- Rand Paul dodges questions about 9/11 Victims Fund, says ‘watch Fox News’ 3 Years Ago
- Report: ‘Stranger Things’ season 4 to begin shooting in October 3 Years Ago
- AT&T paid Michael Cohen to consult on net neutrality, FBI documents show Today 9:10 AM
- Mysterio’s ruse changes on a second viewing of ‘Far From Home’ Today 9:06 AM
- Twitter overturns Barrett Brown’s third permanent suspension Today 8:49 AM
- How to live stream Liga MX Today 7:56 AM
- The QBaby’s parents are already trying to profit off their kid’s fame Today 7:45 AM
- How do 4DX movies work? Today 7:00 AM
- ‘Terminator 2’s John Connor will return for ‘Terminator: Dark Fate’ Today 6:41 AM
- What are all these ‘Game of Thrones’ fans supposed to do now? Today 6:00 AM
- The new ‘Cats’ trailer is here to make you want to claw your eyes out Thursday 7:59 PM
- Bella Thorne claims Tana Mongeau ‘broke girl code’ in a series of messy tweets Thursday 7:00 PM
- Redditors keep this data engineer’s plants alive for him Thursday 5:20 PM
- Professor writes article defending ‘Asian romantic preference’—and no one is here for it Thursday 4:57 PM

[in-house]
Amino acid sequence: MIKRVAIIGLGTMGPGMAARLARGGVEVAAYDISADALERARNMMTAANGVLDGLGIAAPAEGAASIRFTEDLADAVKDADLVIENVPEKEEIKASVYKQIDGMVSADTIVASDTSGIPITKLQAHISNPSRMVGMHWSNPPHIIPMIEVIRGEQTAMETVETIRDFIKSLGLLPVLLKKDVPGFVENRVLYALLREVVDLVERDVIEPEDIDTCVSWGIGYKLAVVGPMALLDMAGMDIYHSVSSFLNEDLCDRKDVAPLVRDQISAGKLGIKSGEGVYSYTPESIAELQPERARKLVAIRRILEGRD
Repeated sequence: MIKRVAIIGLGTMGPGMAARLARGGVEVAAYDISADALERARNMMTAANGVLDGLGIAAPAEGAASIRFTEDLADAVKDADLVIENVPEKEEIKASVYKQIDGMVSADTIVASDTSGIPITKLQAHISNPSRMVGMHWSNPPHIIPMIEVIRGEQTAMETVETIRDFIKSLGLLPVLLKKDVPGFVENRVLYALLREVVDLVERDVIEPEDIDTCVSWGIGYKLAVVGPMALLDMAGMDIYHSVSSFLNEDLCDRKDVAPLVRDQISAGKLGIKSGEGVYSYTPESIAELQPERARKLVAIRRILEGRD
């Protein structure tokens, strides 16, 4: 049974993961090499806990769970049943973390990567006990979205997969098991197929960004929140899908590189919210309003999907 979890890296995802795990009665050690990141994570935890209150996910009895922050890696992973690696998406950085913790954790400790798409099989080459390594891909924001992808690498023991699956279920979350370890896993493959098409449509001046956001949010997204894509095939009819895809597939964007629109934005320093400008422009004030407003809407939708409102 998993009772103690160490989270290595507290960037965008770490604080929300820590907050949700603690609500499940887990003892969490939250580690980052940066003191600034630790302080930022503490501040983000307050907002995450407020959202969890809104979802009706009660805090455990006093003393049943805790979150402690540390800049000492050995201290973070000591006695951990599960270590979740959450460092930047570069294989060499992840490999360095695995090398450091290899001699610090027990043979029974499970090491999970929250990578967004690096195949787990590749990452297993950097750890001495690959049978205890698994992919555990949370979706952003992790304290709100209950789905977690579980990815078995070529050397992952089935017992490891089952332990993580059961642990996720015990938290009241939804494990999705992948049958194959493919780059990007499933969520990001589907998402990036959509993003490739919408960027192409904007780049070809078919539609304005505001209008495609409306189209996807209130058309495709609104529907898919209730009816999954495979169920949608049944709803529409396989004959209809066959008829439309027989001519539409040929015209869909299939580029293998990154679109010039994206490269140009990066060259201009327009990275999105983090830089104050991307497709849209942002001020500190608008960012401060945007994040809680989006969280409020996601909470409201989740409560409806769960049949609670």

- Ditch Pornhub and support adult content creators instead Thursday 4:46 PM
It’s a classic adage you relay to nervous fliers: Turbulence doesn’t bring down airplanes.
But even Captain Tim Gallagher of the National Oceanic and Atmospheric Administration (NOAA) Hurricane Hunters research team hangs a rabbit foot for good luck.
The crew posted footage from its turbulent flight into the eye of Hurricane Matthew late last night—and it will leave you scrambling for a seatbelt wherever you’re sitting.
A slightly longer version was also shared on Facebook:
[Placeholder for https://www.facebook.com/NOAAHurricaneHunters/videos/10154344496985081/ video embed.]
Why is this necessary, you’re probably wondering? The data collected during these flights helps create more accurate predictions about a hurricane’s trajectory and velocity, and it helps better forecasting models in the future.
You can find live data from NOAA on hurricanes.gov.
Hurricane Matthew mostly spared the coast of Miami and it weakened slightly as it moved north, just off the Florida coast. While it has been downgraded to a Category 3, it still could be the most powerful storm to hit the U.S. in a decade. A state of emergency has already been called in Florida, Georgia, and both North and South Carolina.
The death toll in Haiti from the hurricane has risen to more than 300 people, local authorities reported Thursday morning.
Austin Powell is the former managing editor of the Daily Dot. His work focuses on the intersection of entertainment and technology. He previously served as a music columnist for the Austin Chronicle and is the co-author of The Austin Chronicle Music Anthology.